- Thousands queued for Berkshire Hathaway annual meeting on weekend
- Berkshire now the world's fifth largest company by market cap
- Buffett said change would be minimal after he has gone
The first shareholder question to Warren Buffett on Saturday morning was gentle, but with a mild preamble of complaint.
The doors to the Omaha stadium had opened half an hour early at 6.30am, and he was asked if this could not be a permanent adjustment to the timeworn schedule of the Berkshire Hathaway annual meeting.
Thousands of investors had queued in the Nebraskan drizzle to claim seats close to Mr Buffett and Charlie Munger, his vice-chairman, and when the octogenarians arrived onstage two hours later, more than 20,000 had packed in to hear their answers.
The interrogation remained friendly.
A year ago, discontent rumbled at the level of the conglomerate's share price, but on Friday it had reached a record $160,294 per A share.
With a $268bn market capitalisation, Mr Buffett reported, to applause, that Berkshire was the world's fifth-largest company.
The investor has spent half a century accumulating more than 70 companies in sectors ranging from candy bars and corporate jets to insurance and cargo trains, and as his company has grown, so have the crowds of pilgrims drawn to Omaha.
Susie Buffett, daughter of Warren, said that an old school friend was attending for the first time.
"She remembers my dad in his bathrobe making Jiffy pop in the kitchen, and I keep telling her that you have got to come, you are not going to believe how weird this is."
Many come because there may not be many more and, in a world of online real time updates, it is the rare event where recording and broadcasting are simply not allowed.
The message is unchanging: buy stocks at the right price, be optimistic, trust Warren. But shareholders said that hearing it each year was a mental reset, a reminder of a particular approach to investing that acolytes try to follow.
If there was a downbeat message, it was a familiar one that Berkshire's size meant future growth must be slower, "because of course our past returns were almost unbelievable", said Mr Munger.
The two men also warned that bond-buying by the Federal Reserve would have unpredictable consequences.
Mr Buffett said: "It's been a very smart policy, but the unwind of it has got to be more difficult than buying."
He said that when inflation did pick up for the first time, "it's likely to be the shot heard round the world", but he could not predict when it would happen and said it "doesn't mean the world will end".
On his own company, Mr Buffett had for the first time invited along a bear on the stock to provide bite.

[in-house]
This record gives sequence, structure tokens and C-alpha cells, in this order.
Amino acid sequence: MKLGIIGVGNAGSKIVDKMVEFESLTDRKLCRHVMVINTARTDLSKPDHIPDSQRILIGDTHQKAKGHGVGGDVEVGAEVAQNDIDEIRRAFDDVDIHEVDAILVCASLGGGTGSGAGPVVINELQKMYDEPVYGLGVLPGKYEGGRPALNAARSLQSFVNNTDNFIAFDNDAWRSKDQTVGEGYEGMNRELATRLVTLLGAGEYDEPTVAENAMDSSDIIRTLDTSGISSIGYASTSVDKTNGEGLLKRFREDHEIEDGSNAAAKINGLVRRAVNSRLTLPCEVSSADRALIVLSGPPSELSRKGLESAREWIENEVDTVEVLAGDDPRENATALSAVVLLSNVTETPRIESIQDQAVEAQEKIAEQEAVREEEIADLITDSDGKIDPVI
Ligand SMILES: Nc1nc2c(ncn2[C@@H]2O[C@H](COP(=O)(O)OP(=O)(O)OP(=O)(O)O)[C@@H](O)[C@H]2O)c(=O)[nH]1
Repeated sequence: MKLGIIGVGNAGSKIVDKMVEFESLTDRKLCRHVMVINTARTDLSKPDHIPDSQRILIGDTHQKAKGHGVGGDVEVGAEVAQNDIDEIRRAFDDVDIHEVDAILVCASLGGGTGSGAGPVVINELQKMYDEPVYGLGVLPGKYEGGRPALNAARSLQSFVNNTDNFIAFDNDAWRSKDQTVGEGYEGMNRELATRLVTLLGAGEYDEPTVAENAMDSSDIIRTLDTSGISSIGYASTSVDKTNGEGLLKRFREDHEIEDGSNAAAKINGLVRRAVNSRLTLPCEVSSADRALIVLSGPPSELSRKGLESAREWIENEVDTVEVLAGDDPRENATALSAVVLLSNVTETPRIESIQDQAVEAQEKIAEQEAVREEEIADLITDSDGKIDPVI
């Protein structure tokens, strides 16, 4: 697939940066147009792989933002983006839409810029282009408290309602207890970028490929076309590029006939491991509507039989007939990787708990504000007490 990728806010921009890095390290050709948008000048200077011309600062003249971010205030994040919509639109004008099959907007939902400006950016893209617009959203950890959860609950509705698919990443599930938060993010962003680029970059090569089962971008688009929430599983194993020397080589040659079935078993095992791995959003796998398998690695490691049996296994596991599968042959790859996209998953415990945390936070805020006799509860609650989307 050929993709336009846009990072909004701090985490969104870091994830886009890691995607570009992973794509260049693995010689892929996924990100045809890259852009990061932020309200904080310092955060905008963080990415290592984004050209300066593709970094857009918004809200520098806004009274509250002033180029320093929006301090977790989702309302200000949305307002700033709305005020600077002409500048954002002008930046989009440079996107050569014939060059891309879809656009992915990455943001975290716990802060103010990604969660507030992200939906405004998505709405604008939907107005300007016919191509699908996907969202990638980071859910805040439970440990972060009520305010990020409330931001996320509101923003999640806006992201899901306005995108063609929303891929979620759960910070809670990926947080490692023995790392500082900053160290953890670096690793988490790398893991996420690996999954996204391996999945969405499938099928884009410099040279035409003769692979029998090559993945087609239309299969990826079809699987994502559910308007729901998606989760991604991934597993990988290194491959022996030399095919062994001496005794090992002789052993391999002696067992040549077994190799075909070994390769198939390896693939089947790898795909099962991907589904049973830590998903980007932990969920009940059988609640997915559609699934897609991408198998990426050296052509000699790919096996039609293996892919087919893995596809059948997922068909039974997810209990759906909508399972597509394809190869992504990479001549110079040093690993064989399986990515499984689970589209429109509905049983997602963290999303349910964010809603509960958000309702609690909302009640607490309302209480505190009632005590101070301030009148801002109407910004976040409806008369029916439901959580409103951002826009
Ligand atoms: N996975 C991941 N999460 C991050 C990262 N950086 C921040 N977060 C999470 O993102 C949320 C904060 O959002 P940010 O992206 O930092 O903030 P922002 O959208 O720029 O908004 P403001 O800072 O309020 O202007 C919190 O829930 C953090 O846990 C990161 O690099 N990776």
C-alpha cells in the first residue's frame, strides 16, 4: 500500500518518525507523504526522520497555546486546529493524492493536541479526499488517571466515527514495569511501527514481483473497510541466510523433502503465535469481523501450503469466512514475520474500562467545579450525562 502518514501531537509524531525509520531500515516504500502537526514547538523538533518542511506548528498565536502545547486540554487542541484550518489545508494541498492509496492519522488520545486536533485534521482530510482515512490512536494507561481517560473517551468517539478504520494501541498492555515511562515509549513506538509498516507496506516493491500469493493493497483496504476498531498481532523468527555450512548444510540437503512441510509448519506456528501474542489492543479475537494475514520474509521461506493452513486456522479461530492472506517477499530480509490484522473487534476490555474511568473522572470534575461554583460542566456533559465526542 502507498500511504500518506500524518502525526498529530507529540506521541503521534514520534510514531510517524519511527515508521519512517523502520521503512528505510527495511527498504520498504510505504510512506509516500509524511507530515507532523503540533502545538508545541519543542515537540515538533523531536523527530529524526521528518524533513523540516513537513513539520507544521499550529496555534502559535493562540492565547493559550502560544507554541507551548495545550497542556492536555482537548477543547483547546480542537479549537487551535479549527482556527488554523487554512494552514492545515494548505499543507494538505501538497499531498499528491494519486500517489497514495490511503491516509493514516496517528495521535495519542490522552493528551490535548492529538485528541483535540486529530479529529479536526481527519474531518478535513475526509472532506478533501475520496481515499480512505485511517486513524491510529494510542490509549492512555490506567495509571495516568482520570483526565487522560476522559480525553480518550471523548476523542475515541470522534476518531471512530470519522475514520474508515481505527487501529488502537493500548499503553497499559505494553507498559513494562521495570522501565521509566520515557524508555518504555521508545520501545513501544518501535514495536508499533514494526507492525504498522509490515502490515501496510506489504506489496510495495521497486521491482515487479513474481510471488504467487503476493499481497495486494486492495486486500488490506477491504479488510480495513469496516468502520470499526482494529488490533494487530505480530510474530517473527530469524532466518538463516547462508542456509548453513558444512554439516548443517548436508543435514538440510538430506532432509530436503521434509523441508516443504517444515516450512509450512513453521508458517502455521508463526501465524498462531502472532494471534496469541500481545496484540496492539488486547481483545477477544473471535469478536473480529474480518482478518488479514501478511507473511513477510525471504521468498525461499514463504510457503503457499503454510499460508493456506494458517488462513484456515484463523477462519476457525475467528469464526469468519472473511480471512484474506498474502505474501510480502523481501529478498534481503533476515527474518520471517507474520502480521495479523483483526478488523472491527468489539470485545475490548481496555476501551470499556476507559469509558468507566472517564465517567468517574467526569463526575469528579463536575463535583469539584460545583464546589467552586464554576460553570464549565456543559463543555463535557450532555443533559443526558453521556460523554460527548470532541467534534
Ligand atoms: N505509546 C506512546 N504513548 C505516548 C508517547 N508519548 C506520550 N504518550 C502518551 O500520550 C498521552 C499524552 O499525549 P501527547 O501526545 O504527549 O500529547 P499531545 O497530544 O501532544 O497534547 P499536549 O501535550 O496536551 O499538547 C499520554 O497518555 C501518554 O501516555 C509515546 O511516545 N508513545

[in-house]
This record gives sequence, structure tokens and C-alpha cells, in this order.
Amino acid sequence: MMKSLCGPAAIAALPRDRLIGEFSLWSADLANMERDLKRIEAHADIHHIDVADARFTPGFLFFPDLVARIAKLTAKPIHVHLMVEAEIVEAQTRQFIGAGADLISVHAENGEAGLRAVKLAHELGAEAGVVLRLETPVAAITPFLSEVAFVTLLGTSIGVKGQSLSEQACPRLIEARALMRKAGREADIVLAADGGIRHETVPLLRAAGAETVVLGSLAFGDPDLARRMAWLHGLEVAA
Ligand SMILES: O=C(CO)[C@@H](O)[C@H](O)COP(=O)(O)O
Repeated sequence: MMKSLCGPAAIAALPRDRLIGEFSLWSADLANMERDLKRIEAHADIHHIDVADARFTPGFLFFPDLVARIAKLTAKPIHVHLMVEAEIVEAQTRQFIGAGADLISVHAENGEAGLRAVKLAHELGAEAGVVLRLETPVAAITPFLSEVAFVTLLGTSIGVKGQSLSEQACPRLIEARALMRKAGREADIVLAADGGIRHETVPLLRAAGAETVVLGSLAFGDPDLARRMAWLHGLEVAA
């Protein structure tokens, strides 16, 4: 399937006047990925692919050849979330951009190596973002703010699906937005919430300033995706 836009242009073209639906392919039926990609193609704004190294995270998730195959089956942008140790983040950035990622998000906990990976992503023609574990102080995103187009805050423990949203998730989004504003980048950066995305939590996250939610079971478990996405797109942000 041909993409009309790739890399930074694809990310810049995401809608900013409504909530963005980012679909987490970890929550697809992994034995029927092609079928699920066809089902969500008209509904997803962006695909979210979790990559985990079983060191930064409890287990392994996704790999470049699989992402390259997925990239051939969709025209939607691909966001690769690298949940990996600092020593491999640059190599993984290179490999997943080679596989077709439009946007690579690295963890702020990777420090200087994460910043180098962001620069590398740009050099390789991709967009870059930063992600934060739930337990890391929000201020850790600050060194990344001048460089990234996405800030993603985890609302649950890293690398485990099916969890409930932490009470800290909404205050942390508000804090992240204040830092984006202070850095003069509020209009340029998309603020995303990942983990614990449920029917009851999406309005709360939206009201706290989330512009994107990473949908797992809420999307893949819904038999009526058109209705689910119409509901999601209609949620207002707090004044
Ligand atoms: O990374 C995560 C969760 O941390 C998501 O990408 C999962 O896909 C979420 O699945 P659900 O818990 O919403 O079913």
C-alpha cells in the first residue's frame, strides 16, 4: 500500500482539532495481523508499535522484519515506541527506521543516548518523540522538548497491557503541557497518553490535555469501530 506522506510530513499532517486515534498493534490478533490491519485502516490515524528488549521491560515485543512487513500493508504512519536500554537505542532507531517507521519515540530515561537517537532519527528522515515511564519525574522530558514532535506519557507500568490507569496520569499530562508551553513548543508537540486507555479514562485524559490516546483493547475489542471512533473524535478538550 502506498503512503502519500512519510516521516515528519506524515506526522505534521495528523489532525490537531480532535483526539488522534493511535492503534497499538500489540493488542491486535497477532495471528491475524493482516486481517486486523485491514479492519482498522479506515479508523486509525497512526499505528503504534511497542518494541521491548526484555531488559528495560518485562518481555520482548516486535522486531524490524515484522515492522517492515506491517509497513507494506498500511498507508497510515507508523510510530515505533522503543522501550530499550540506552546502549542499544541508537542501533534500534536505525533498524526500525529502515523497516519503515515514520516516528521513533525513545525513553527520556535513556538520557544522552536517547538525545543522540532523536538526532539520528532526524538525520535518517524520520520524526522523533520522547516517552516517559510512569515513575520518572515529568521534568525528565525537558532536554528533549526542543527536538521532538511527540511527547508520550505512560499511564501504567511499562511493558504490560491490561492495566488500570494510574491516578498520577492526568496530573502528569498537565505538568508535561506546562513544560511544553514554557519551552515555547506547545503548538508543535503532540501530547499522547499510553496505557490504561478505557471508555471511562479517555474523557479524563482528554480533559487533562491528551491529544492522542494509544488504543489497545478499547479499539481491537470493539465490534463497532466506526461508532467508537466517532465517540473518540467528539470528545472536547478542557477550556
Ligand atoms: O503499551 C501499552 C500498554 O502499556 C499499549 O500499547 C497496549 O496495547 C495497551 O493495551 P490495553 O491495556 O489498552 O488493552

Doug Kass of the hedge fund Seabreeze Partners, who has taken a short position on Berkshire, gamely probed Mr Buffett about what happens after his death, when his son will take over as chairman: "Other than accident of birth, how is he qualified?"
Yet Mr Kass -- describing himself as "Daniel in the lion's den" in front of Mr Buffett's thousands of friends -- served more as straight man setting up lines for the crowd favourites. The billionaire shot back that Mr Kass was welcome to bring his own friends along next time.
The Oracle could not be swayed from the script. His son would be non-executive chairman to safeguard the company's culture, he said, in case the successor turned out be the wrong choice.
Mr Buffett said he and his board knew who that person would be, even if they would not say, and change after he had gone would be minimal: perhaps the Omaha head office might hire a 24th employee.
The meeting slipped into an easy rhythm, alternating between the merits of individual Berkshire business, thoughts on fads such as online currency -- "of our $49bn [of cash] we haven't moved any to Bitcoin", said Mr Buffett -- and requests for advice.
The insurance business was a favourite, particularly Geico, its consumer brand.
But Mr Buffett also revealed that four top insurance executives he recently poached from AIG to build a commercial insurance business had approached Berkshire about the move.
"It could be a business that reaches into the billions," Mr Buffett said. "We've got the right people. We've got capital like no one else."
Asked to name his 10 favourite books, Mr Buffett returned to the one that most influenced him: Benjamin Graham's Security Analysis, the value investors' Bible.
After more than four hours of such answers, most investors seemed to relish hearing the thoughts of the men in person.
Patrick Wolff, of Grandmaster Capital, said: "There really is nothing else like this on the planet, and who knows how long it will keep going."